John said to him, “Teacher, we saw someone casting out demons in your name, and we tried to stop him, because he was not following us.” 39 But Jesus said, “Do not stop him, for no one who does a mighty work in my name will be able soon afterward to speak evil of me. 40 For the one who is not against us is for us. 41 For truly, I say to you, whoever gives you a cup of water to drink because you belong to Christ will by no means lose his reward. – Mark 9:38-41
I remember hearing my mom and dad talking about meeting from time to time with other small motel owners in Cape Girardeau (my home town). It was a bit of a surprise to learn that their relations were warm. They were competitors, but friends as well. They realized that competition was good, but so was respect and friendship. When we ran out of rooms at the Sands, we would call the other motels to help people find a place to stay. I can recall making such phone calls from time to time. We would direct them down the street to the West Mount, the La Petite, or Town House motels. We knew people needed places to stay the night.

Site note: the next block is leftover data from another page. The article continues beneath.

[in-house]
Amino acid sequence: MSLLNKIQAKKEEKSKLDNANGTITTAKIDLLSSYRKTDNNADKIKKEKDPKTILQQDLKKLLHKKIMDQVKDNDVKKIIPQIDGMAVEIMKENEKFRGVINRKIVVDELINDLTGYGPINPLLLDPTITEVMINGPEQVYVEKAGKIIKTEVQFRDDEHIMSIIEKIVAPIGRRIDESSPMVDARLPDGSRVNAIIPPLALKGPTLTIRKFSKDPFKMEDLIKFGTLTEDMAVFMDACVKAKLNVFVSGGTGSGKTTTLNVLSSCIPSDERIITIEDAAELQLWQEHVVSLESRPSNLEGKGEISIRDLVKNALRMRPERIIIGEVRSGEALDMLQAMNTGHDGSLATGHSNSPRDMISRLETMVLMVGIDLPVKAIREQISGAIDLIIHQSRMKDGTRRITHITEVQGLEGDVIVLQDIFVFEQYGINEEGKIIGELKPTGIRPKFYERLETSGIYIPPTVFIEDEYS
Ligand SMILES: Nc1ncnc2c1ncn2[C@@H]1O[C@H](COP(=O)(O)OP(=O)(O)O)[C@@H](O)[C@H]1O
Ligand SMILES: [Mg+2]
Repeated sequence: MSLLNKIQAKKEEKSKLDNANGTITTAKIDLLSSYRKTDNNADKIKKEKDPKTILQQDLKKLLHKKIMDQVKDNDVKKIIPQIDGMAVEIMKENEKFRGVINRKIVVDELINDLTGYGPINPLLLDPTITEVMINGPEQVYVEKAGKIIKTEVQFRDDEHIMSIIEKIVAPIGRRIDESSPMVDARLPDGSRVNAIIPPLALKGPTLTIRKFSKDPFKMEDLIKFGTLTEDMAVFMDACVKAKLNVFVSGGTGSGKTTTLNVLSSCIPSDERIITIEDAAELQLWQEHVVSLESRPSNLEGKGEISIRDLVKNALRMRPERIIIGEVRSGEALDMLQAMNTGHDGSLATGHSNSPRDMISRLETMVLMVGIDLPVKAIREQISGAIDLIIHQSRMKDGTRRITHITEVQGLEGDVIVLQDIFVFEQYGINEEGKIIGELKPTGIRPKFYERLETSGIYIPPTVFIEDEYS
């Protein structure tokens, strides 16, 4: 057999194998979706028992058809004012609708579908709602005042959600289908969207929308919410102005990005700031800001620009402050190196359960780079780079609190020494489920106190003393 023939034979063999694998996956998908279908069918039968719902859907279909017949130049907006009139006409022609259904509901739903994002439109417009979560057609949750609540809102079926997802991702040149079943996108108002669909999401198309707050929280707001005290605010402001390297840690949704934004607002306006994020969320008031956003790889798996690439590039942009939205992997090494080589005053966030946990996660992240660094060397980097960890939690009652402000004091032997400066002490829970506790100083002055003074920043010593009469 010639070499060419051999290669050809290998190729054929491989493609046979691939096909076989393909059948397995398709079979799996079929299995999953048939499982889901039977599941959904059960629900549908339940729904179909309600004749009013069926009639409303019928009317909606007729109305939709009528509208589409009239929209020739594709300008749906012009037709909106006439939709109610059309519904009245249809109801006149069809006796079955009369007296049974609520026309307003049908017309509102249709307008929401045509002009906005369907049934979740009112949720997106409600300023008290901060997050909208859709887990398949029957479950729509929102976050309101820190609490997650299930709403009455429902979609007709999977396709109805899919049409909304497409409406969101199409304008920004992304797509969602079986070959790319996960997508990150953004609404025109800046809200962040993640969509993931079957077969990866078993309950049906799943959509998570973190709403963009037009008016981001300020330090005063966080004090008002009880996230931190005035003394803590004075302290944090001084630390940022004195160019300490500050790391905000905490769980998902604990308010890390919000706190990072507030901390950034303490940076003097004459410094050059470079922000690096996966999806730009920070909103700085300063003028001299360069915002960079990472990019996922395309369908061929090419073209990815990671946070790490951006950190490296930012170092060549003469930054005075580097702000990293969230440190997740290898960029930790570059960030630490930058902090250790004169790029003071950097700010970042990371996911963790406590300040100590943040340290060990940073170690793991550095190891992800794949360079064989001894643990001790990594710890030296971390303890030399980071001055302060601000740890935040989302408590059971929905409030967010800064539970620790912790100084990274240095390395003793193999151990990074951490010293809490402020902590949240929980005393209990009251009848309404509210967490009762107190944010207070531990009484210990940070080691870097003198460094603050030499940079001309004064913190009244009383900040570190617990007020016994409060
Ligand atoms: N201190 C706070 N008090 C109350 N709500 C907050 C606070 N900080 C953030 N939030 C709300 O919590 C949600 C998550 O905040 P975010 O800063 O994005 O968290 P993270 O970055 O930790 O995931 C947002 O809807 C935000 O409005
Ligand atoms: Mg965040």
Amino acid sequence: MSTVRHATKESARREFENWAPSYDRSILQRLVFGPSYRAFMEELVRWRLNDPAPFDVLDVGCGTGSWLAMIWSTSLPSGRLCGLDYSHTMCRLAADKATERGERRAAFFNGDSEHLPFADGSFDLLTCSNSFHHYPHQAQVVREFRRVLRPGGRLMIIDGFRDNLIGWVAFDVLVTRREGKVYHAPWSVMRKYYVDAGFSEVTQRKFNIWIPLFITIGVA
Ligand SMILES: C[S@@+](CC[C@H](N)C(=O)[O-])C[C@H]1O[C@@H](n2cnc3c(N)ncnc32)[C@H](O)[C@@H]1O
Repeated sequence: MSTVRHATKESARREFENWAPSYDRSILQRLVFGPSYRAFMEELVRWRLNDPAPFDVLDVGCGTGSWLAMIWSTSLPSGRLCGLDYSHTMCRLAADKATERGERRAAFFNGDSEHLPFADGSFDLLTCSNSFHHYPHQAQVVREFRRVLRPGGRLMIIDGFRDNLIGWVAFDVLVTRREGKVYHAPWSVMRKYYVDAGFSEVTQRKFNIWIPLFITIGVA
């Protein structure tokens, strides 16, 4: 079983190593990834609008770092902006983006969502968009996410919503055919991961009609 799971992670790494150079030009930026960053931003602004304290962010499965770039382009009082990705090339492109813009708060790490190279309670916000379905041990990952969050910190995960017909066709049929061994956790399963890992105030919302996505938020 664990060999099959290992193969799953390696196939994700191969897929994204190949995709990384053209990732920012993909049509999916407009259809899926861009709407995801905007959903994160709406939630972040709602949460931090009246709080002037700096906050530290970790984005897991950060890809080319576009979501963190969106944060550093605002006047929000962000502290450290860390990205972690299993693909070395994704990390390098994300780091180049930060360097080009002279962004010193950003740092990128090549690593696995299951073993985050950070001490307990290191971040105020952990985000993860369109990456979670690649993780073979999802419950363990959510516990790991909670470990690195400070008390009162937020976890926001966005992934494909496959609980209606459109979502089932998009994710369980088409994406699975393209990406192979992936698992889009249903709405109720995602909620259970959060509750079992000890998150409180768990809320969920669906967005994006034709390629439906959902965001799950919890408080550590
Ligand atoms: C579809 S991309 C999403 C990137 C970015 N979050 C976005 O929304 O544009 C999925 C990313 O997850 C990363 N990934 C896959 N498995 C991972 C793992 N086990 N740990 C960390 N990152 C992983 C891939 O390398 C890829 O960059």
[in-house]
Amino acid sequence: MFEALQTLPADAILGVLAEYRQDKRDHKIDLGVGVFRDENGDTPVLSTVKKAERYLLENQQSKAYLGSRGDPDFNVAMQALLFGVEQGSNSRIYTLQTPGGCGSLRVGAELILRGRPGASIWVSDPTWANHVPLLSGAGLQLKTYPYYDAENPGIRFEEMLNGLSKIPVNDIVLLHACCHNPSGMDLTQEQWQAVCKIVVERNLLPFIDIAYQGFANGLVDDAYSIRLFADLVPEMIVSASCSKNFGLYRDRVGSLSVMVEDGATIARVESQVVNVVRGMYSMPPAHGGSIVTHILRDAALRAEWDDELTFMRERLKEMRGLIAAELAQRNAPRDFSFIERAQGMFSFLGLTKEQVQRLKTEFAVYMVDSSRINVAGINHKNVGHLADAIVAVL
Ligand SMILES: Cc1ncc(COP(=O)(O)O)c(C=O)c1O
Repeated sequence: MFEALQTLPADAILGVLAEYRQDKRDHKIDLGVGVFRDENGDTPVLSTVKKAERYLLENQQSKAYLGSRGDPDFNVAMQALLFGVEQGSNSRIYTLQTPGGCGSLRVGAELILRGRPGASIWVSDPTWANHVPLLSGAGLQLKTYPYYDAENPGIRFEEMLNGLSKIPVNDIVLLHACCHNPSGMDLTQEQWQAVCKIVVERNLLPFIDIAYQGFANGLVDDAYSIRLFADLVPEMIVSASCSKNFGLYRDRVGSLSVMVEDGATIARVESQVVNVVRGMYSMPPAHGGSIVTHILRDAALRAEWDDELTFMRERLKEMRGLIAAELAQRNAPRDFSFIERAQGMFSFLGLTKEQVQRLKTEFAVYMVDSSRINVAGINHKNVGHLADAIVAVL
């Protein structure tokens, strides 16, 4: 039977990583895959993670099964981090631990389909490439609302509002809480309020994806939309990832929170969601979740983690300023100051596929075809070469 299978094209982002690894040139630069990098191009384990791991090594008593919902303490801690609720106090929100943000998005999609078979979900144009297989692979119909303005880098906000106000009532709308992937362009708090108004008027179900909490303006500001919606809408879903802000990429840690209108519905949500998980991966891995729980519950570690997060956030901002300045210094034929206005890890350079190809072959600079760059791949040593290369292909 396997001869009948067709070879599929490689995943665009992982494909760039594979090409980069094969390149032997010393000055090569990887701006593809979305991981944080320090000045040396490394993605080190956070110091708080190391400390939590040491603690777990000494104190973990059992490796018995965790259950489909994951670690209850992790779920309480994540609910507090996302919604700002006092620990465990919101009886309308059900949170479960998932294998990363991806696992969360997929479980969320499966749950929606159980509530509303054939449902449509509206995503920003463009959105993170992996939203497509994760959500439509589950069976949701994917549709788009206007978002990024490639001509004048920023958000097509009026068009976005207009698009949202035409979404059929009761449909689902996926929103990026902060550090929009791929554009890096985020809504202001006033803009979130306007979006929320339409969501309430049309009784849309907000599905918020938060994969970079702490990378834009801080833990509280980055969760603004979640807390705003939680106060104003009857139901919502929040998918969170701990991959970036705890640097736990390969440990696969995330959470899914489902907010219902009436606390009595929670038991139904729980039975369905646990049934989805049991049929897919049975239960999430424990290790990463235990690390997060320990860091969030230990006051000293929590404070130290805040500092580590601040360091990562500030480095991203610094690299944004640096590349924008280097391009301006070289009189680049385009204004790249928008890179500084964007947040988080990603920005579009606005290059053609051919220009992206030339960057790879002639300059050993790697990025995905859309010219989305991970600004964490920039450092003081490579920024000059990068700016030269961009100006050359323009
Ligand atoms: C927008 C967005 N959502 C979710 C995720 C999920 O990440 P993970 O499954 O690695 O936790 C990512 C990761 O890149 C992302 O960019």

When the disciples worry about others who are engaging in unauthorized missionary activity it is as though they believe that Jesus is their sole possession. Jesus is not anyone’s exclusive agent. We might think we’re the only ones in town who are right, true, and faithful. But the love of Jesus, and the work of God spans boundaries, party lines, buildings, and gatherings of many types. It is not as though Jesus favors one brand over any other; he has to work with sinners if he is to work in this world at all.
If God had not been on our side we would surely not have prevailed. Our success is surly a sign of God’s favor. Such thoughts and ideas are easily grasped, and often embraced too quickly and uncritically. While it is true that the providential care of God extends into the affairs of women and men, the assumption that God is on our side needs serious examination. The idea puts the wrong person “in the dock,” as C.S. Lewis would say; it places the burden of proof on the wrong One.
The far more important question to be answered is whether or not we are on God’s side. It is also the better question to ask, for it does not presume to say whose side God has taken (a judgment of our own and others’ motives that ought not be taken lightly). Nor does it put one in the place of calling on God to take a side – as though he is some sort of commodity that is to be wooed and won by our merits, or even the justice of our cause. Such an attitude is anything but humble.
They say that the enemy of my enemy is my friend. That may be true. But even more true is that the friend of Jesus is my friend: my brother or sister in Christ. Rather than worrying about what he or she may be up to – authorized or not – we ought to be rejoicing in God’s work wherever and through whomever it is to be found.